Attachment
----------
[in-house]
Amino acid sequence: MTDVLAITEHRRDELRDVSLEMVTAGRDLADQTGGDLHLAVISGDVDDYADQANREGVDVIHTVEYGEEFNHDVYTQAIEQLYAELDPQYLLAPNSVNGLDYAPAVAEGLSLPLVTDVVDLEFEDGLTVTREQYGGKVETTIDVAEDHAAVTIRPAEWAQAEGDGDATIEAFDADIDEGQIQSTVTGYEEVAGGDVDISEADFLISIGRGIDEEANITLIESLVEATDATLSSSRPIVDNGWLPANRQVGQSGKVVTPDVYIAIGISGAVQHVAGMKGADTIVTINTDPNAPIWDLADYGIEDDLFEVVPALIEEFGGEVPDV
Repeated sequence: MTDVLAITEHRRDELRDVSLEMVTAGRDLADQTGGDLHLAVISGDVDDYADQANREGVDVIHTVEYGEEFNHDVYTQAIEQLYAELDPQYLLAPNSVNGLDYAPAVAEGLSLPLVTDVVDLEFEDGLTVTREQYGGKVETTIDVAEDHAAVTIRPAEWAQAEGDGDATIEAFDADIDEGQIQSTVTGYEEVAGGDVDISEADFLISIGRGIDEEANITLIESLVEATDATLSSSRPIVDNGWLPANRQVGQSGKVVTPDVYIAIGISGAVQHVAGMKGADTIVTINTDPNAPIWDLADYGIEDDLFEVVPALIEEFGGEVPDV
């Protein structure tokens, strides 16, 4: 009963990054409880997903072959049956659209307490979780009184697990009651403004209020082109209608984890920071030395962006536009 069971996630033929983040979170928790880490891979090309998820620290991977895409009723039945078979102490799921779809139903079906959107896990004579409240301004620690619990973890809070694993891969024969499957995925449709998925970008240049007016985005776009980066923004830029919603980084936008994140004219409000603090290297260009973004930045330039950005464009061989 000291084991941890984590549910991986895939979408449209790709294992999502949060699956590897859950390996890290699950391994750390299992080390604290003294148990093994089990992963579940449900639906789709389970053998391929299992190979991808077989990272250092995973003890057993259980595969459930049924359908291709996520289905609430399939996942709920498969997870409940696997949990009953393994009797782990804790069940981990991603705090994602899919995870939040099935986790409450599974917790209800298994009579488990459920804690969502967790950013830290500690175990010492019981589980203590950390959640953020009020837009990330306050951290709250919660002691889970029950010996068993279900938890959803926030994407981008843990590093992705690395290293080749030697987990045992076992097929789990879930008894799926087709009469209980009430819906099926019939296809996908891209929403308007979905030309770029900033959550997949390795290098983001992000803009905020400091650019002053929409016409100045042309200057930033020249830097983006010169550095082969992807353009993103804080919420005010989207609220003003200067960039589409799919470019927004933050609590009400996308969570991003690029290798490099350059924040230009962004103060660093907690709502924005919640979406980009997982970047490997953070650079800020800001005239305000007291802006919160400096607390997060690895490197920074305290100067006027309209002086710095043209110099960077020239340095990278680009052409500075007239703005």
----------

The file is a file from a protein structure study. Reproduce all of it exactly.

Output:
[in-house]
Amino acid sequence: MTDVLAITEHRRDELRDVSLEMVTAGRDLADQTGGDLHLAVISGDVDDYADQANREGVDVIHTVEYGEEFNHDVYTQAIEQLYAELDPQYLLAPNSVNGLDYAPAVAEGLSLPLVTDVVDLEFEDGLTVTREQYGGKVETTIDVAEDHAAVTIRPAEWAQAEGDGDATIEAFDADIDEGQIQSTVTGYEEVAGGDVDISEADFLISIGRGIDEEANITLIESLVEATDATLSSSRPIVDNGWLPANRQVGQSGKVVTPDVYIAIGISGAVQHVAGMKGADTIVTINTDPNAPIWDLADYGIEDDLFEVVPALIEEFGGEVPDV
Repeated sequence: MTDVLAITEHRRDELRDVSLEMVTAGRDLADQTGGDLHLAVISGDVDDYADQANREGVDVIHTVEYGEEFNHDVYTQAIEQLYAELDPQYLLAPNSVNGLDYAPAVAEGLSLPLVTDVVDLEFEDGLTVTREQYGGKVETTIDVAEDHAAVTIRPAEWAQAEGDGDATIEAFDADIDEGQIQSTVTGYEEVAGGDVDISEADFLISIGRGIDEEANITLIESLVEATDATLSSSRPIVDNGWLPANRQVGQSGKVVTPDVYIAIGISGAVQHVAGMKGADTIVTINTDPNAPIWDLADYGIEDDLFEVVPALIEEFGGEVPDV
């Protein structure tokens, strides 16, 4: 009963990054409880997903072959049956659209307490979780009184697990009651403004209020082109209608984890920071030395962006536009 069971996630033929983040979170928790880490891979090309998820620290991977895409009723039945078979102490799921779809139903079906959107896990004579409240301004620690619990973890809070694993891969024969499957995925449709998925970008240049007016985005776009980066923004830029919603980084936008994140004219409000603090290297260009973004930045330039950005464009061989 000291084991941890984590549910991986895939979408449209790709294992999502949060699956590897859950390996890290699950391994750390299992080390604290003294148990093994089990992963579940449900639906789709389970053998391929299992190979991808077989990272250092995973003890057993259980595969459930049924359908291709996520289905609430399939996942709920498969997870409940696997949990009953393994009797782990804790069940981990991603705090994602899919995870939040099935986790409450599974917790209800298994009579488990459920804690969502967790950013830290500690175990010492019981589980203590950390959640953020009020837009990330306050951290709250919660002691889970029950010996068993279900938890959803926030994407981008843990590093992705690395290293080749030697987990045992076992097929789990879930008894799926087709009469209980009430819906099926019939296809996908891209929403308007979905030309770029900033959550997949390795290098983001992000803009905020400091650019002053929409016409100045042309200057930033020249830097983006010169550095082969992807353009993103804080919420005010989207609220003003200067960039589409799919470019927004933050609590009400996308969570991003690029290798490099350059924040230009962004103060660093907690709502924005919640979406980009997982970047490997953070650079800020800001005239305000007291802006919160400096607390997060690895490197920074305290100067006027309209002086710095043209110099960077020239340095990278680009052409500075007239703005």